Posted on April 12th, 2017 | Categories - News
After being announced in last year’s budget, the new National Savings & Investments (NS&I) Investment Guaranteed Growth Bond has finally been launched.
The bond is a fixed rate product, offering 2.2% gross/AER. The Treasury announced it in November 2016 as a ‘market leading’ savings bond, but whilst it does offer the highest interest rate, it arrives at a time when inflation is high and expected to rise.
What exactly is it?
Contrary to what the name suggests, the new NS&I bond isn’t an investment product, but a savings bond with no element of capital risk.
The Investment Guaranteed Growth Bond offers a fixed return of 2.2%, and comes with the following conditions:
- A minimum of £100 is required to open the account and keep it active
- A maximum of £3,000 can be saved
- The term is three years
- Money can be accessed early but you will forfeit interest from the previous 90 days
- The 2.2% interest rate will remain fixed for three years
- The bond is online only, so users won’t be able to invest by post or phone
- Returns are potentially subject to tax depending on your circumstances
Who is the bond right for?
Even though the interest rate doesn’t quite beat the current rate of inflation, the NS&I bond is still more efficient than storing your money in a current account. The downside, of course, comes in the form having to tie your money up for three years, with a 90 day interest penalty if early access is required. The interest rate will be the main draw for many, as it is higher than all other similar accounts.
The fact that the bond can only be accessed and maintained online may be a disadvantage for some, as not everybody has access to the internet, and may prefer to use more traditional banking methods such as a branch, over the phone or by post.
Another thing to bear in mind is that any returns from the bond are taxable, which means that it will come out of your Personal Savings Allowance. This allowance, which currently stands at £1,000 for basic-rate taxpayers and £500 for higher-rate taxpayers, means that any savings income over the limit will be taxed depending on your income level. The returns from the NS&I bond won’t make that much difference, as saving the maximum £3,000 will bring in just shy of £200, but it is something to consider for those with various methods of saving.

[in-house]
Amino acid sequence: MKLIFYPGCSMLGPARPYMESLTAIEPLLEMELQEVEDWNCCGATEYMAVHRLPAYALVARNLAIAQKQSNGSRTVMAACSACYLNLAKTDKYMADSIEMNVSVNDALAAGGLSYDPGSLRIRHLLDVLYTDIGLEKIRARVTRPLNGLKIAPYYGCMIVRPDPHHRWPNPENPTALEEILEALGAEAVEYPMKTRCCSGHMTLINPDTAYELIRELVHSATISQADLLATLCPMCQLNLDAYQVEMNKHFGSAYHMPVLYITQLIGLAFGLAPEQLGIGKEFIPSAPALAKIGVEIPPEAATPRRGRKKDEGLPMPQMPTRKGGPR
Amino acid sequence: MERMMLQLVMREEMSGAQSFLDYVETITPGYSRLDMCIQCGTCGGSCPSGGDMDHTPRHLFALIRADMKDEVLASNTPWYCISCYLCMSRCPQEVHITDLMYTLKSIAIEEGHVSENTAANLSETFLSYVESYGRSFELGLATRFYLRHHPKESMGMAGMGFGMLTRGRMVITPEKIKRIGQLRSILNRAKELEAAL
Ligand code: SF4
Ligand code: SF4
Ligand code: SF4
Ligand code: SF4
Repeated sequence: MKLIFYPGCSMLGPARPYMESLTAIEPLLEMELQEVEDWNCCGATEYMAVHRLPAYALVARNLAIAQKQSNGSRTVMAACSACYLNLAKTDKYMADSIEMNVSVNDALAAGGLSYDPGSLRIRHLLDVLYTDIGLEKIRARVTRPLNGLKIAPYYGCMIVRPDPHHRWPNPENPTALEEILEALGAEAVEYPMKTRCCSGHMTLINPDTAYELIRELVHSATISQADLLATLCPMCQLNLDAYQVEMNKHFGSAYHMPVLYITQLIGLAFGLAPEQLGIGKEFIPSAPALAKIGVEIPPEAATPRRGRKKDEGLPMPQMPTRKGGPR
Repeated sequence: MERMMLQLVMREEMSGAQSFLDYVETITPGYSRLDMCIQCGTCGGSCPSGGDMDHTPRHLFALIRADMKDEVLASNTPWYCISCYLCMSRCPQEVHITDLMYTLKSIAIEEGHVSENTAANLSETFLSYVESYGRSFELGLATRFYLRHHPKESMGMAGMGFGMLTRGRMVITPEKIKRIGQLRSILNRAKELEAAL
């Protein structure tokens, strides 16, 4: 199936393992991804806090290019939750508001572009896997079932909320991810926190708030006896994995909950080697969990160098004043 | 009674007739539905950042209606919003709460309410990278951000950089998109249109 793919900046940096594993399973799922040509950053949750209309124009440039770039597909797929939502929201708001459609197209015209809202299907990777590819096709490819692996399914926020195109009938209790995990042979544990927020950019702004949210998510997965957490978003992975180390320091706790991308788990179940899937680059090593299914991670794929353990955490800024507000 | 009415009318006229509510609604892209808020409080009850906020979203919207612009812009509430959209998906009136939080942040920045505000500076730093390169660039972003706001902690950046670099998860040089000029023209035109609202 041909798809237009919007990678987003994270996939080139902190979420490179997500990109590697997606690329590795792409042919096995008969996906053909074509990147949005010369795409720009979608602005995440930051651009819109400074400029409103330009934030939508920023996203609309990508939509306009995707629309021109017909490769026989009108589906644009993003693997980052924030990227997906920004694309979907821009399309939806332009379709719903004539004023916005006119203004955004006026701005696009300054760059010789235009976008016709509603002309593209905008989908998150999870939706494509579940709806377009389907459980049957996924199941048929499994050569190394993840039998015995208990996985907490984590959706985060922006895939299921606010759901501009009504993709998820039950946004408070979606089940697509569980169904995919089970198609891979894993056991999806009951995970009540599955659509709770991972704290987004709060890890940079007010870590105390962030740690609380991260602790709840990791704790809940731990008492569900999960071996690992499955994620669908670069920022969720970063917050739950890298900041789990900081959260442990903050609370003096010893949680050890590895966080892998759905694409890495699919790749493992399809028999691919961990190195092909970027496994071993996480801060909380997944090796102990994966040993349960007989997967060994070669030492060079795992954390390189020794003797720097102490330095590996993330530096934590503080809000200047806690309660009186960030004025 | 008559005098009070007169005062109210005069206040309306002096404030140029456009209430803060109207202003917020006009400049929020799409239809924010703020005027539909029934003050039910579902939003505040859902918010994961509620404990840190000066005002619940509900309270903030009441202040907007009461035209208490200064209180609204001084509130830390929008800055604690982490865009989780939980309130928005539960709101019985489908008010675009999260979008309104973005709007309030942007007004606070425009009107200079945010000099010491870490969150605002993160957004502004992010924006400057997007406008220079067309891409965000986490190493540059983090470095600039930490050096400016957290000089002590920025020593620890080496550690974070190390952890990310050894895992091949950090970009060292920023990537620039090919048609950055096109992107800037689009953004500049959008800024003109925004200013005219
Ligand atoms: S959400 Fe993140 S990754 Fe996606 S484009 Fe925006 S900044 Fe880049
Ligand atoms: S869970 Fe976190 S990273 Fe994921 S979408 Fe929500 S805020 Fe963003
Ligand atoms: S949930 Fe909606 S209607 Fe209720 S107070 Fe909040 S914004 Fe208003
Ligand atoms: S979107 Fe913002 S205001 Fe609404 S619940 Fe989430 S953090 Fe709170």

Are there any better options?
At the time of writing this, the NS&I bond is the most competitive three-year fixed rate product available, but only just. There are a few three-year bonds that offer 2%, which if you save £1,000 would only make you £6 worse off after three years.
However, these accounts don’t limit, or place a significantly higher maximum limit, such as:
- The Secure Trust 2% AER three-year bond has a maximum limit of £1 million
- The OakNorth Bank 1.91% AER three-year bond has a maximum limit of £100,000
When the bond was announced in November 2016, the highest paying three-year bond offered a rate of 1.63% (source: Ikano Bank), so 2.2% seemed very competitive indeed. Regardless of how much inflation will rise, the lack of risk and the guaranteed return make the NS&I bond a viable option for many savers. The £3,000 limit could be higher, admittedly, but for the average saver it could well provide a safe place to keep your savings, with the added reassurance that the Treasury brings.